Category Archives: Shin-hanga woodblock prints

MAGNOLIA (Kawarazaki Shodo)

Precious shin-hanga (新版画) woodblock print of large vertical format taken from the series “Floral Calendar of Japan” (日本の花こよみ) by the artist Kawarazaki Shodo (河原崎奨堂) and depicting the flowers of a magnolia (木蓮).

Kawarazaki Shodo (1889 – 1973) was a painter and a designer of floral subjects. He has carried out his artistic activity in collaboration with Unsodo (芸艸堂), the historical firm of the city of Kyoto still active today. He made most of his work in the years when there was a strong demand for Japanese prints by the occupation forces of the Allied Powers.

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MAIKO MAKE-UP (Kato Shinmei)

Precious shin-hanga (新版画) woodblock print of large vertical format, re-edition of a work made around 1949 by the artist Kato Shinmei (加藤晨明) and depicting a maiko (舞妓), an apprentice geisha (芸者), dressed with an autumnal kimono intent on putting on make-up while holding a tekagami (手鏡) hand mirror.

Kato Shinmei (1910 – 1988) was born in Nagoya (名古屋) and trained under the guidance of the famous painter and designer Gakuryo Nakamura (中村岳陵). Famous for his portrayals of beautiful women, both in traditional and modern style, he won numerous awards including, in 1948, the one awarded by the Japan Art Academy (日本芸術院), the highest ranking artistic organization in Japan of which he would be later become a judge.

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THE HEROINE KOHARU (Kikuchi Keigetsu)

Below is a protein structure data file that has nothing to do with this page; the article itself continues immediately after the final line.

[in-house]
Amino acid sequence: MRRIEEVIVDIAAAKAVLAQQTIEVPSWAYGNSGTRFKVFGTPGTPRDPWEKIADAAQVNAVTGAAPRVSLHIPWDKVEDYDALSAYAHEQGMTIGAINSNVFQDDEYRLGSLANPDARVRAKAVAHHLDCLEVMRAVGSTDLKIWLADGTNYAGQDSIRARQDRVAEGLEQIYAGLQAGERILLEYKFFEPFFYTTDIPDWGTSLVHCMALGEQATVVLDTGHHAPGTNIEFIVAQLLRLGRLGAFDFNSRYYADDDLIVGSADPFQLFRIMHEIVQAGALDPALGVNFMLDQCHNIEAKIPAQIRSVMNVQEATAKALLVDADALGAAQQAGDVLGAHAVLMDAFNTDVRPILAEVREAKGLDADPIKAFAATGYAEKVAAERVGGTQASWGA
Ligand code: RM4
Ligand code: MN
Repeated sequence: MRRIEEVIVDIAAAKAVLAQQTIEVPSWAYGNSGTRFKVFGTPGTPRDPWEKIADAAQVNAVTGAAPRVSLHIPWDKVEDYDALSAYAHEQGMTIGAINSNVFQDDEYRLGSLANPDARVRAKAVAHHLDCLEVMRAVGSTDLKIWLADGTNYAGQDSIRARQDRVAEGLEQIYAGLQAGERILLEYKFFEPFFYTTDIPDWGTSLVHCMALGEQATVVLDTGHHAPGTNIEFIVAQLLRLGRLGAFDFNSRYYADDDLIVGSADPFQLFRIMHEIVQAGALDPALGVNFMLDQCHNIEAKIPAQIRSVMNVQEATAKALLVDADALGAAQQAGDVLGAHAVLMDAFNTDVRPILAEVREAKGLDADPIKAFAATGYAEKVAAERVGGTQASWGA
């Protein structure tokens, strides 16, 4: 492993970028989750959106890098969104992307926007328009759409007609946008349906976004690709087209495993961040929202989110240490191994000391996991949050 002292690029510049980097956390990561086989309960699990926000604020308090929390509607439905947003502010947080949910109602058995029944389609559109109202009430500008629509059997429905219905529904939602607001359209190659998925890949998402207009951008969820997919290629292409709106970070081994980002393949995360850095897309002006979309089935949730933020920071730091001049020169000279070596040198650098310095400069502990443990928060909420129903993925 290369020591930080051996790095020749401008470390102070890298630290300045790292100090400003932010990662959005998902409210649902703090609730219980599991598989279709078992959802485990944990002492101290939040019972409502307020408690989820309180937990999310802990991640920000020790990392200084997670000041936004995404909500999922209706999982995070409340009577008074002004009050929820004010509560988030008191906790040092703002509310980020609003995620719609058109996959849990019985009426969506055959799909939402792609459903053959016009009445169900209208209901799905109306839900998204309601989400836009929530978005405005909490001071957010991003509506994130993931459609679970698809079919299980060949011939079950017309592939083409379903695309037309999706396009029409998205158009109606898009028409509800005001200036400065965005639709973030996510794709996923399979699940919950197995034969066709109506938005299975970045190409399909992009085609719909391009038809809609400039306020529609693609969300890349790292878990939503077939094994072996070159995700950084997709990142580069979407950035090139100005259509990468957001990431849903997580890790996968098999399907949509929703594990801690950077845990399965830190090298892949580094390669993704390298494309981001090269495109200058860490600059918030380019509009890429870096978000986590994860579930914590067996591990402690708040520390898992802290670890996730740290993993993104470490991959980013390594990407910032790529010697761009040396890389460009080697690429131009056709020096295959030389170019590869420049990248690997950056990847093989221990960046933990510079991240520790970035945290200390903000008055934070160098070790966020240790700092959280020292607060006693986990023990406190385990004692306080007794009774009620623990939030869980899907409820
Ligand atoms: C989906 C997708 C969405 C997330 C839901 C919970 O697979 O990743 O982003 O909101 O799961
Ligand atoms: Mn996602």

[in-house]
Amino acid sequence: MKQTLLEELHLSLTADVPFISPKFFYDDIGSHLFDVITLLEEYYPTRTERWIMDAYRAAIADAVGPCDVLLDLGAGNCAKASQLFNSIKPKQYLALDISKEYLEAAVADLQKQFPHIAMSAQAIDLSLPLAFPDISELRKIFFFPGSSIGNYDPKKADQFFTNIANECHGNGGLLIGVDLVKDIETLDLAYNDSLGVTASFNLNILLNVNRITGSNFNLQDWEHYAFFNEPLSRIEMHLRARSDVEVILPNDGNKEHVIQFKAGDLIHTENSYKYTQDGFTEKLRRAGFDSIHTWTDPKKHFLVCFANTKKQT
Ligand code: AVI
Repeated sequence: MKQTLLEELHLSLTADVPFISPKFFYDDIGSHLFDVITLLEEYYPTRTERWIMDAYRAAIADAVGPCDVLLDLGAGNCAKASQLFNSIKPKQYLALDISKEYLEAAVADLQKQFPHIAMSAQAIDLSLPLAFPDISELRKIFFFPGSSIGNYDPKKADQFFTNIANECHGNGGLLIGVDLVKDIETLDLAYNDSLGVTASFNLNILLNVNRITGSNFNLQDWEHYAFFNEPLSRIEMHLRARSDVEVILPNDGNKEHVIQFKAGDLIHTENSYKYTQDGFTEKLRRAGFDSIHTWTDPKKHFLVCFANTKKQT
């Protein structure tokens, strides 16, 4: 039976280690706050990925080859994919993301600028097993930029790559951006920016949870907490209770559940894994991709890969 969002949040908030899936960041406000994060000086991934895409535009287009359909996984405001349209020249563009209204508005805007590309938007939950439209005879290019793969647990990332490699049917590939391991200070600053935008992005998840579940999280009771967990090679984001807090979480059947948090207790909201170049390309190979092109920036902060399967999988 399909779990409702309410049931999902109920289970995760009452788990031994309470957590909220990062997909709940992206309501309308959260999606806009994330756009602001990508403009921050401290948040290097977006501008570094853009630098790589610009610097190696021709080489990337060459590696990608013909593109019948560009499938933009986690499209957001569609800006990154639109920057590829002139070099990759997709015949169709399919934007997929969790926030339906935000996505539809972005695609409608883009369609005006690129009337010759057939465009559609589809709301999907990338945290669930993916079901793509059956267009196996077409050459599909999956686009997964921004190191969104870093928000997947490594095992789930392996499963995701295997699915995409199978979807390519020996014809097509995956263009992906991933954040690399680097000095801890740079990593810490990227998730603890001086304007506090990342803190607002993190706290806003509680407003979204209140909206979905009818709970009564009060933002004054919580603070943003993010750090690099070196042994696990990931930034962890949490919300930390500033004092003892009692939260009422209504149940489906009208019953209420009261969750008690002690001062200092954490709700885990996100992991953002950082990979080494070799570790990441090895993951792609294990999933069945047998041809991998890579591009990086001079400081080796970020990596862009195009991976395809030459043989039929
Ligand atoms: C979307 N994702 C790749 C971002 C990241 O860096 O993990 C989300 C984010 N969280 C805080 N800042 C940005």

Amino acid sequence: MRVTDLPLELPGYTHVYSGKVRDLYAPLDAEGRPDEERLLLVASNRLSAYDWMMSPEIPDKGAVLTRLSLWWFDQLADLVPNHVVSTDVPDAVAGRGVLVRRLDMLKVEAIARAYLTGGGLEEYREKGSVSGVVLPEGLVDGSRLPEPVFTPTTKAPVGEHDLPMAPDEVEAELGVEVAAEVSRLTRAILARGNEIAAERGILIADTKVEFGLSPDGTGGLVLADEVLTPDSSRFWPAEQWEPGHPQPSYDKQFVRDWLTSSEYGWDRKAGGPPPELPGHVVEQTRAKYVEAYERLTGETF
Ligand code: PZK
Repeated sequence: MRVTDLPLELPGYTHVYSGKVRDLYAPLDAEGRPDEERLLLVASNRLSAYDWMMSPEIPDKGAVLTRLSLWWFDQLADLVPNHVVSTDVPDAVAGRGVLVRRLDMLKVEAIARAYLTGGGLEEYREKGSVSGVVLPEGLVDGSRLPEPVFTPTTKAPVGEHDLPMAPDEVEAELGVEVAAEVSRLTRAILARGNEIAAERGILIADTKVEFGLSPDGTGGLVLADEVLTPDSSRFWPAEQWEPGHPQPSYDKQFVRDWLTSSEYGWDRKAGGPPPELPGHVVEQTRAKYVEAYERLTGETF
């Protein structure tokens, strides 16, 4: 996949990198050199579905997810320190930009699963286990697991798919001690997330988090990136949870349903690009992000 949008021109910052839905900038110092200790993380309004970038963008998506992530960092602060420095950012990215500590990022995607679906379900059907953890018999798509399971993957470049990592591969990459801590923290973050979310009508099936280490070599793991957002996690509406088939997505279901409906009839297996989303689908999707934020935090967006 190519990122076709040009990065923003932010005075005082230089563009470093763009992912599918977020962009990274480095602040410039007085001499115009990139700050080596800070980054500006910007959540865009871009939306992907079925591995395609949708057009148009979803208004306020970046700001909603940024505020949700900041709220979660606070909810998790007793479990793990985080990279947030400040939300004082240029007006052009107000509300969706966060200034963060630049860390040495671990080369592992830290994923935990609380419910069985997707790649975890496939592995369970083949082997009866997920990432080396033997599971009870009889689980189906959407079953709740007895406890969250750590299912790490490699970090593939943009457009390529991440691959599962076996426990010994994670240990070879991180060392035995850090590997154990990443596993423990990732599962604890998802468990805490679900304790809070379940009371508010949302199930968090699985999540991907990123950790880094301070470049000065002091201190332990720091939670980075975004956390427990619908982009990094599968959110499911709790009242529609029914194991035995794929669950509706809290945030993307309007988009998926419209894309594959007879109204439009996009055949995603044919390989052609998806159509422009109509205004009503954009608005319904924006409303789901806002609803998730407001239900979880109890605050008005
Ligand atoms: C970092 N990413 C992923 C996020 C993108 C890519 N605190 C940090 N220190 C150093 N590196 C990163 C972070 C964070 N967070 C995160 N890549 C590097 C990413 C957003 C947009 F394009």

Fascinating large vertical format woodblock print depicting the courtesan Koharu (小春), the heroine of the play “The Love Suicides at Amijima” (心中天の網島), and made in 1922 by the artist Kikuchi Keigetsu (菊池契月) for the “Woodblock Print Supplements to the Complete Works of Chikamatsu” (大近松全集付録木版), a series of eighteen prints created to celebrate the two hundredth anniversary of the death of the famous writer and dramatist Chikamatsu Monzaemon (近松門左衛門).

The work, enriched with details in silver pigments, was made in collaboration with the engraver Yamagishi Kazue (山岸主計) and the printer Nishimura Kumakichi (西村熊吉) and was produced by the Complete Work of Chikamatsu Publishing Association (大近松全集刊行会).

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In the Taisho period (大正時代) and before the difficult years of the war, the district of Soemoncho (宗右衛門町), in the city of Osaka (大坂), was a crossroads of merchants and sailors arriving by river. There were hundreds of ochaya (お茶屋) tea houses, countless courtesans and as many as 600 geisha (芸者). Spending the evenings at Soemoncho, to then being the subject of romantic rumors, was long considered a real status symbol and a way to become famous.

The woodblock print presented here is a 1989 ca. edition of the work made in April 1933 by Kawase Hasui (川瀬巴水), one of the most famous representatives of the “new prints” shin-hanga (新版画) movement. The work is titled “Evening at Soemoncho in Osaka” (大坂宗右衛門町乃夕), and is taken from the series “Collection of Scenic Views of Japan II, Kansai Edition” (日本風景集二関西篇).

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